Elk NetworkBugle Days Celebrates Wisconsin’s Elk Herd

Volunteer News | August 17, 2012

Bugle Days Celebrates Wisconsin’s Elk Herd 

By Jennifer Nieland, Wisconsin State Co-chair

My iPod beeps and flashes 4:38 a.m. In the distance I hear a faint bugle, my heartbeat speeds up and suddenly my eyes are wide open.  I look through the half open window on the tent wall and see a bright star and even brighter spotlight of a near-full moon.  I swing my legs out of the sleeping bag, slide on socks, jeans and a camo t-shirt. Force my feet into my boots and lace them up tight. Unzip the tent and slide out.
This could be the first day of elk season, but actually I am camped near Clam Lake, Wisconsin, in the Chequamegon-Nicolet National Forest in the northern part of the state. This is the first morning of the Wisconsin RMEF Bugle Days Rendezvous and I’m on my way to meet more than 30 RMEF volunteers who will be going on a field trip with Wisconsin Department of Natural Resources (DNR) elk biologists Laine Stowell and Matt McKay. The goal: find elk, call to them, hear them bugle back and, hopefully, see them.  

The Wisconsin RMEF Bugle Days Rendezvous is a steadily growing event, held the first weekend after Labor Day for RMEF volunteers, Clam Lake residents and others who share a passion for elk. This event encompasses everything for our volunteers – fellowship, fun, service, learning, food, just a little bit of fundraising and, of course, elk! Many volunteers traveled more than three hours to get here, so we were delighted to have our largest attendance ever at 67 men, women and children.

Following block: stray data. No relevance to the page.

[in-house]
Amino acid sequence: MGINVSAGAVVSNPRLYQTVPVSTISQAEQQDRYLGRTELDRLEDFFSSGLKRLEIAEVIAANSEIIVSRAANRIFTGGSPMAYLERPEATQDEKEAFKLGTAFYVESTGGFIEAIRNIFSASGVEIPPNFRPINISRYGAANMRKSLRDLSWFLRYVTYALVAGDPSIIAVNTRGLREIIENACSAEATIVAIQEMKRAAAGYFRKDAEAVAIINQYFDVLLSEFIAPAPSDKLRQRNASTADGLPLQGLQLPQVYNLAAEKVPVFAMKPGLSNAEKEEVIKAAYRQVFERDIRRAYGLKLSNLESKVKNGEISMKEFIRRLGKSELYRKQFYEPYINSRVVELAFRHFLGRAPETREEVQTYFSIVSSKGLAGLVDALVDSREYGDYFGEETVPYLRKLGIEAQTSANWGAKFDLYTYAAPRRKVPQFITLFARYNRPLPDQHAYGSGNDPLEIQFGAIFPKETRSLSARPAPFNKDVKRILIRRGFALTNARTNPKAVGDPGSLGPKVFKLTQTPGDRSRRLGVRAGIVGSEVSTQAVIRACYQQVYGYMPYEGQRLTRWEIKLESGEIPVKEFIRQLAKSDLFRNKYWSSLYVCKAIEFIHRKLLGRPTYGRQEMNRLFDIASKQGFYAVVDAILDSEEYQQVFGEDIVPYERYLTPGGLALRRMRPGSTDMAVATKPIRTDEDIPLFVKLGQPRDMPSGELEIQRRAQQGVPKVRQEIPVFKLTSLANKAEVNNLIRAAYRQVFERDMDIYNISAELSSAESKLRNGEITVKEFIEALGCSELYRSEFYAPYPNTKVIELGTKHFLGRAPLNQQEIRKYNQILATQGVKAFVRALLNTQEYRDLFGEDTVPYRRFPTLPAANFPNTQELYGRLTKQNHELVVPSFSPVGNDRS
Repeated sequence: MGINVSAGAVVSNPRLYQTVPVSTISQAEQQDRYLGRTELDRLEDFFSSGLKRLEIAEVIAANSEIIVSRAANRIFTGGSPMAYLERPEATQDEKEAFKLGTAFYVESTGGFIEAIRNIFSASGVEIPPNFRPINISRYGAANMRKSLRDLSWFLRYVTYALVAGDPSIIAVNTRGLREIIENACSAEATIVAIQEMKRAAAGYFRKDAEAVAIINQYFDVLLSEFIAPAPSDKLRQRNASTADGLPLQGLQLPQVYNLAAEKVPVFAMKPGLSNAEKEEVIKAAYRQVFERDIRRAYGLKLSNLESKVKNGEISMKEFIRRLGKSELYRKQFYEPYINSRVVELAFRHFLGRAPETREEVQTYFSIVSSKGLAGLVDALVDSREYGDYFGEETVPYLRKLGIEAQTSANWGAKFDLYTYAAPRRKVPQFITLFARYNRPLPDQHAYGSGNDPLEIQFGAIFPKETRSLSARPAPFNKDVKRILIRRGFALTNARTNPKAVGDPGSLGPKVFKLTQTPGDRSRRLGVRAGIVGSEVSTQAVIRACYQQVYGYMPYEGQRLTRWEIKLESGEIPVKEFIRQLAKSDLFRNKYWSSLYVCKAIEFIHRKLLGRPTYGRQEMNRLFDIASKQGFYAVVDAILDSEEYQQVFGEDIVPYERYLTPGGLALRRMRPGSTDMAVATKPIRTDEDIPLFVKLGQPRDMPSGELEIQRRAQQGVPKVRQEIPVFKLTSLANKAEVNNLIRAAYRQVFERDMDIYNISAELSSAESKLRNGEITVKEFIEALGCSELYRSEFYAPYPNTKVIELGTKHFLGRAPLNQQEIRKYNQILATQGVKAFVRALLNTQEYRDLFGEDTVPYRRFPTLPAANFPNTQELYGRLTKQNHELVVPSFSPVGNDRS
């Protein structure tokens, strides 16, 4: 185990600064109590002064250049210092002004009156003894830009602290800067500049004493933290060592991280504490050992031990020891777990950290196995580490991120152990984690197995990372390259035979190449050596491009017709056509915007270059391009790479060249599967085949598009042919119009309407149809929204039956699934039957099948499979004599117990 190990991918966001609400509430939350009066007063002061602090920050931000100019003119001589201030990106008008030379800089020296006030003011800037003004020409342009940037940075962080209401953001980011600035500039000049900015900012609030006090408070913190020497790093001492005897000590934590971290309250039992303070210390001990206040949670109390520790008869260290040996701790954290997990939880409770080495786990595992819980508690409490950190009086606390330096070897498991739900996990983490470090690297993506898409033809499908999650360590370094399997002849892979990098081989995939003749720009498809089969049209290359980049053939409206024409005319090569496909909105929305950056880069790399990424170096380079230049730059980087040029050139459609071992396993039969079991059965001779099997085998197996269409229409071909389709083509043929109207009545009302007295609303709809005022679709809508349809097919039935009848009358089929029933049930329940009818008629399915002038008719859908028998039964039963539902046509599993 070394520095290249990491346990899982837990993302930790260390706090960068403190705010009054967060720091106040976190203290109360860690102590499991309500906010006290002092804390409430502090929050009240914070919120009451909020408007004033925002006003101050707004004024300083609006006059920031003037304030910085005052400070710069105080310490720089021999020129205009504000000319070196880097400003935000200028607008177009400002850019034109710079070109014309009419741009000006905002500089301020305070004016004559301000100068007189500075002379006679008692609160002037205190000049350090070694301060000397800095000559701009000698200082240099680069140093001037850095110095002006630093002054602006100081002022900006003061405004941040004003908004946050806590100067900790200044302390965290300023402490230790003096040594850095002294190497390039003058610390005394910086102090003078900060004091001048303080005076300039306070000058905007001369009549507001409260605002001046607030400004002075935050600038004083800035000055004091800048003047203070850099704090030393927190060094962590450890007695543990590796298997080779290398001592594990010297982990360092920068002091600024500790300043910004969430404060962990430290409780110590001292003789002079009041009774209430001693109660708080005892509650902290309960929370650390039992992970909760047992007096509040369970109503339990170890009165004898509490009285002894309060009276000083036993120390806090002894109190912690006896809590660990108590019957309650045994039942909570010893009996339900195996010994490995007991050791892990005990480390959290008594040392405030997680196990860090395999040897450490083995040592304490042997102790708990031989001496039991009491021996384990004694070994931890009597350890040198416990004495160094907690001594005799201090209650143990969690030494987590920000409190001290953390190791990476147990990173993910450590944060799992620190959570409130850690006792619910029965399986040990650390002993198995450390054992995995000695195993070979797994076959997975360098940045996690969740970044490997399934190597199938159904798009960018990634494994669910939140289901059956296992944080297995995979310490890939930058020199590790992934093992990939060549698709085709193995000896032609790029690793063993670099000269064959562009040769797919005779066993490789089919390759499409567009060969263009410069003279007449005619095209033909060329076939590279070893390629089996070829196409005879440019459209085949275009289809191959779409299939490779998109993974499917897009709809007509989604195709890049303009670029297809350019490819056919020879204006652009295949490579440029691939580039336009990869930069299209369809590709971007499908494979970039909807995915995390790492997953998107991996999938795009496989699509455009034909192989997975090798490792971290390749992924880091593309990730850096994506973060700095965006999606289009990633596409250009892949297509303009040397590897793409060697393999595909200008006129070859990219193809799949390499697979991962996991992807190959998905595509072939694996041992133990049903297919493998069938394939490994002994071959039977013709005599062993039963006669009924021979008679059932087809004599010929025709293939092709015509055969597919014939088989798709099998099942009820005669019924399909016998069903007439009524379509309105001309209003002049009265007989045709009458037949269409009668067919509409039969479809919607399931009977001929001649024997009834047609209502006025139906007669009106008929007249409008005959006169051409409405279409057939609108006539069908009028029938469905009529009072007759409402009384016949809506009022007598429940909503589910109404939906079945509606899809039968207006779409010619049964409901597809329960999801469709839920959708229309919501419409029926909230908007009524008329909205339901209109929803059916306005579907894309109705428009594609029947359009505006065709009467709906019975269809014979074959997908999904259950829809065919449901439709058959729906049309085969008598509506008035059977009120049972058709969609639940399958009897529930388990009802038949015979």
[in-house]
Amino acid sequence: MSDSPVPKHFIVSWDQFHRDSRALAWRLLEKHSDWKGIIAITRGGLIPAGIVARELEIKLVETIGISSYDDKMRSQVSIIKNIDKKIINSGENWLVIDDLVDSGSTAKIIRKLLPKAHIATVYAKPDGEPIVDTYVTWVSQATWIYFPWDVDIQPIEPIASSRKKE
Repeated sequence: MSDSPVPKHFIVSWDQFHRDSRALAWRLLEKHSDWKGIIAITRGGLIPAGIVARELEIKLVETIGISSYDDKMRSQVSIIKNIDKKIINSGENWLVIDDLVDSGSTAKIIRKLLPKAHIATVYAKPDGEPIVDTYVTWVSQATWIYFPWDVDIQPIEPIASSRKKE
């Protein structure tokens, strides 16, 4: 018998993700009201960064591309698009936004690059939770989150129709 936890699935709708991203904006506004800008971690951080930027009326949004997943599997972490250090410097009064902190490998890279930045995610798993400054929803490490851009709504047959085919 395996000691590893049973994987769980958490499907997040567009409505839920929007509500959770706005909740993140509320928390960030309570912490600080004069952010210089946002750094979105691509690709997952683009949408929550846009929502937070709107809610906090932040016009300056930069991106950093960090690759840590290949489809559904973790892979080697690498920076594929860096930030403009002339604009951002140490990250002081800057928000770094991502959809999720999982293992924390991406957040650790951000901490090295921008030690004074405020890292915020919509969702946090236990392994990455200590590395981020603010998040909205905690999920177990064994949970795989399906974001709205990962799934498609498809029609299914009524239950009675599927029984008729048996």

This year our headquarters for the weekend was the Day Lake Picnic Area, where we set up RMEF wall tents to complete the elk camp atmosphere. Friday night started with a campfire reception. Saturday morning we lit off on a field trip into the national forest with the DNR biologists. That afternoon we worked on a DNR project for elk, where 25 volunteers dug holes and erected more than 40 fence posts for a winter capture pen for elk.

Saturday night a record 55 people attended dinner at our elk camp catered by a local restaurant, The Elk Horn. Following dinner Laine Stowell provided an update on the Wisconsin elk herd and answered many questions on elk biology, reproductive success, wolf predation and other factors that impact the stability of the herd. Finally, RMEF board member and Wisconsin resident Lee Swanson briefed the crowd about who the RMEF is and what we are doing for wildlife and habitat in the state and elsewhere.

The highlight of Bugle Days is, of course, the potential to hear and see Wisconsin elk. This year many people were able to see a large 5×5 bull, several cows and a spike bull as they drove into elk camp. Elk were also hanging around near the Day Lake campground where many folks camped. Those rising early for field trips absolutely heard elk—sometimes several bulls bugling back and forth—and some groups were lucky enough to snap a few pictures. Considering that in Wisconsin we have fewer than 180 elk, seeing one is an exceptional treat. Some people drive more than eight hours just to see them.

The Wisconsin RMEF State Leadership Team hopes Bugle Days will draw even more participants in 2012. Keep up-to-date with the event through our website at: